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Disability Is an Important Risk Factor for Food Insecurity

Family of three dines outdoors. ERS research found that among households that included an adult with a work-preventing disability, a third were food insecure in 2009-10.

Family of three dines outdoors. ERS research found that among households that included an adult with a work-preventing disability, a third were food insecure in 2009-10.

This post is part of the Science Tuesday feature series on the USDA blog. Check back each week as we showcase stories and news from USDA’s rich science and research profile.

In 2011, close to 15 percent of U.S. households had trouble meeting their food needs. This phenomenon is known as food insecurity, and it means that at some time during the year, these households lacked adequate food for one or more household members due to insufficient money or other resources for food.

Lack of money for food can be caused in part by low earnings, or by high expenses. Disabilities can heighten both of these conditions. Some disabilities can limit the kind or amount of work a person can do. Other adults in the household may need to care for the person with a disability, reducing the amount of time the caregiver can devote to paid employment. Those with disabilities have higher medical expenses and may need to spend money on wheelchairs, special telephones, or other adaptive equipment. In addition, people with disabilities may have difficulty shopping for food and preparing healthy meals.

Prior research has shown that food insecurity is more common among households with an adult who has a work-limiting disability. But what about disabilities that don’t prevent employment? USDA’s Economic Research Service (ERS) took a look at how these disabilities might affect food security and how the type of disability relates to food insecurity. Special questions added to the U.S. Census Bureau’s monthly Current Population Survey allowed us to identify specific types of disabilities, whether or not they kept someone from holding down a job.

Our findings confirmed that food insecurity was more common for households where disability kept a working-age adult out of the work force than for households that had no working-age adults with disabilities. Disabilities that didn’t necessarily prevent employment also led to a higher prevalence of food insecurity. A third of households with an adult who had a work-preventing disability were food insecure in 2009-10, and a fourth of households that included adults with a non-work preventing disability were food insecure. In comparison, among households that had no working-age adults with disabilities, 12 percent were food insecure in 2009-10.

To be successful at reducing food insecurity for all families, policies and programs will require attention to the special circumstances of households that include members with disabilities. We encourage you to explore more of the findings in our report, Food Insecurity Among Households With Working-Age Adults With Disabilities.

4 Responses to “Disability Is an Important Risk Factor for Food Insecurity”

  1. birdlynn says:

    This is not new news. I struggle with this all the time. I am not in low income housing, therefore all my money goes to rent, and I am on SS disability. I causes me anxiety too even though I visit 3 food banks a month, but that does not cover all what you need. You can only eat so much of noodles. :( Our state does not allow food stamps if you have SSI, and I recieve both SSI and SSDI, therefore it cancels out food stamps. This needs to change.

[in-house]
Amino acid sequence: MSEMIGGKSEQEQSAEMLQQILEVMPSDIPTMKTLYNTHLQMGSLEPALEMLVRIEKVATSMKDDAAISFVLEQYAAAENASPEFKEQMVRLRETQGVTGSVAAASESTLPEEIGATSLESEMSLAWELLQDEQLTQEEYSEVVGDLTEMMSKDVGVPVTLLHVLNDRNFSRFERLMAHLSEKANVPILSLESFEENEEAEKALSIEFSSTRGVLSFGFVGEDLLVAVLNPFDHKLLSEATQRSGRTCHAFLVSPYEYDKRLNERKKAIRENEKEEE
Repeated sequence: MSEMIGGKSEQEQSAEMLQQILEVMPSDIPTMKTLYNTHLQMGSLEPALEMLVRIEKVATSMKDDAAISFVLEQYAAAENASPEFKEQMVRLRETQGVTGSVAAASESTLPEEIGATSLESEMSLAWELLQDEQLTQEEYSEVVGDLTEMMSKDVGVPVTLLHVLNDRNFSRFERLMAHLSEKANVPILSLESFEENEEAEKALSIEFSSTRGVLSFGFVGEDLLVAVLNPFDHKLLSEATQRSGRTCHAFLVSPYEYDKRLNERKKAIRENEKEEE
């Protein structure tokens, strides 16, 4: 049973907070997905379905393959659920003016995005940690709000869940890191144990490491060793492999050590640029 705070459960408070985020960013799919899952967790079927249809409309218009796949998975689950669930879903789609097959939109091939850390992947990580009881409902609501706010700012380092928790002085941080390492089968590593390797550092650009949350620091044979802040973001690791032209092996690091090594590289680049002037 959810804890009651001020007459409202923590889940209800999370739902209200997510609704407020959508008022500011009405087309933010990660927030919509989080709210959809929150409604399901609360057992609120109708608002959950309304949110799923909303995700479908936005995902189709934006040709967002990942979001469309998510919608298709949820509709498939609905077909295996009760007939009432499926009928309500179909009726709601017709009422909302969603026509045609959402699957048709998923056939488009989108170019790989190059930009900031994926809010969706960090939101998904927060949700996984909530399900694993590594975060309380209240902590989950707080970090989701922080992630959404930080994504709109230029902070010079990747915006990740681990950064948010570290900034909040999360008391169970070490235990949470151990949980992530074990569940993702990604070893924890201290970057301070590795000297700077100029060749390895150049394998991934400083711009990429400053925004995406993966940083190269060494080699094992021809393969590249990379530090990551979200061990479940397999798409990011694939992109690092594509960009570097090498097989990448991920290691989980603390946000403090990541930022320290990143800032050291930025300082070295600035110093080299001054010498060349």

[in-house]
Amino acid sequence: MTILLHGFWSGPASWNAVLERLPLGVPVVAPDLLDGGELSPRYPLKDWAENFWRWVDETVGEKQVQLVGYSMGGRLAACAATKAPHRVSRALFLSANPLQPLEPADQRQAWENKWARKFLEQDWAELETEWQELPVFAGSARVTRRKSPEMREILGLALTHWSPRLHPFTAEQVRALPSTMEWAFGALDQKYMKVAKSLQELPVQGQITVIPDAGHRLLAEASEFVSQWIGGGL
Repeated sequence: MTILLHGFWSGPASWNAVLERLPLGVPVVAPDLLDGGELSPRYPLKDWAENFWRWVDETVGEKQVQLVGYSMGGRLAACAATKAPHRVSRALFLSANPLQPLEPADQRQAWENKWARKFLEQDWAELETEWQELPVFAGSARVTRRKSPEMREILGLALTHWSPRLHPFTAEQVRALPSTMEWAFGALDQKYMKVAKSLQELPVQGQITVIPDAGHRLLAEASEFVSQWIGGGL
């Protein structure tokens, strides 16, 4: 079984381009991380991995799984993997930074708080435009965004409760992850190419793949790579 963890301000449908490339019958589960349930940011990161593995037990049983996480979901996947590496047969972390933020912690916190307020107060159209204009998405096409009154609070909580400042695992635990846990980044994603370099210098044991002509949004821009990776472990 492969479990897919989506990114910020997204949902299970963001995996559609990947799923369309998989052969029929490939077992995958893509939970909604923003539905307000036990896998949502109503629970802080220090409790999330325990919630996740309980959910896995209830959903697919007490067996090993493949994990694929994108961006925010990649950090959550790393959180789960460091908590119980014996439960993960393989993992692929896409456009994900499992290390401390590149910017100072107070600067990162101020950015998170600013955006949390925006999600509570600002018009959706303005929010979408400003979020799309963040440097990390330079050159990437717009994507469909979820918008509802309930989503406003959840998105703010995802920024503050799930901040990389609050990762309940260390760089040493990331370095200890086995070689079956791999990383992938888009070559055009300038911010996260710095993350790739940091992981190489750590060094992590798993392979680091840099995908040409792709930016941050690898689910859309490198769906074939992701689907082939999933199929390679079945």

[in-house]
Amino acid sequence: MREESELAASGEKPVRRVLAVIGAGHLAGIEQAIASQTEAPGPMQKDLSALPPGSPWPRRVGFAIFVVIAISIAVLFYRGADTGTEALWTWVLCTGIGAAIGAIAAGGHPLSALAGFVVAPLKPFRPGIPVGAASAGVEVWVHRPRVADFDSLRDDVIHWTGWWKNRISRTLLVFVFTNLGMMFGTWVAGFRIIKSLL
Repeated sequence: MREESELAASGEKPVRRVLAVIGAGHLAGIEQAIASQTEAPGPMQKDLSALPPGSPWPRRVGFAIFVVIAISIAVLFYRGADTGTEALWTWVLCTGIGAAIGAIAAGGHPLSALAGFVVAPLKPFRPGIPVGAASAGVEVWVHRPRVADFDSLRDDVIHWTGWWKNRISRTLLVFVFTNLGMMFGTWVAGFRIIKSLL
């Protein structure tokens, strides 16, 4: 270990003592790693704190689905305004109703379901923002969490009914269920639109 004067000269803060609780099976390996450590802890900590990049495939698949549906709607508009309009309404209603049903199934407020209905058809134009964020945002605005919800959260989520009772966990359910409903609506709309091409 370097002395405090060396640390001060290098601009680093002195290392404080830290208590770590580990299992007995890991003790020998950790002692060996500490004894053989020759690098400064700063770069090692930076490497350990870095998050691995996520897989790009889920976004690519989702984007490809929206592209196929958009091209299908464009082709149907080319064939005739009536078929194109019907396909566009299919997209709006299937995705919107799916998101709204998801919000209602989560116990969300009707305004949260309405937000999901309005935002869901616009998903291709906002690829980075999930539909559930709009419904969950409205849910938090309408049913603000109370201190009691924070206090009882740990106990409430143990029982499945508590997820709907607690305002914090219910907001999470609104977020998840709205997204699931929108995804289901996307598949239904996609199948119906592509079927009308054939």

2. Skip says:

    What amazes me is the facts the goverment can come up with, such as this, the other thinbg that amazes me is that nothing will ever be done about it.

  3. nic says:

    So of course government spends money gathering these statistics but not doing anything about them. The logical thing to do would be to allow those who get SSI benefits to become eligible for food stamps. Anyone who knows simple math can figure out that, for instance in California: Monthly SSI payments average around $900. This is supposed to include money for food and renders those who get SSI unable to apply for food stamps. However, a person who is working can make up to roughly $1100 per month and still be eligible for around $200 worth of food stamps per month, this bringing their total income including food stamps to $1300 while people on SSI benefits are stuck at $900. As for the part about disabilities that don’t affect a person’s ability to have a job, that appears to just be useless information. Lots of people with disabilities are actually very skilled at grocery shopping and preparing food, and if a person does have “trouble” finding things in the store, thats usually what customer service is intended for.

  4. Dawn Henderson says:

    After waiting 10 years I finally received a section 8 voucher. It was supposed to enable me to get the things done that I had to put off like the brakes on my car insurance for said car. But immediately after reporting the change my snap benefits were reduced and reduced the following month and the next month and again the next month. The reductions caused a ton of stress and food insecurity & our health has been affected. To the point of anorexia and I doubt I can reverse the damage done. Hello cardiovascular disease. They refuse to apply the medical deduction because it would help. The TANF raise of 9 percent? that was $27 and they turned round and took back $25 by reducing my snap amount and the shelter deduction. So that left me with a $2 raise and hungrier.

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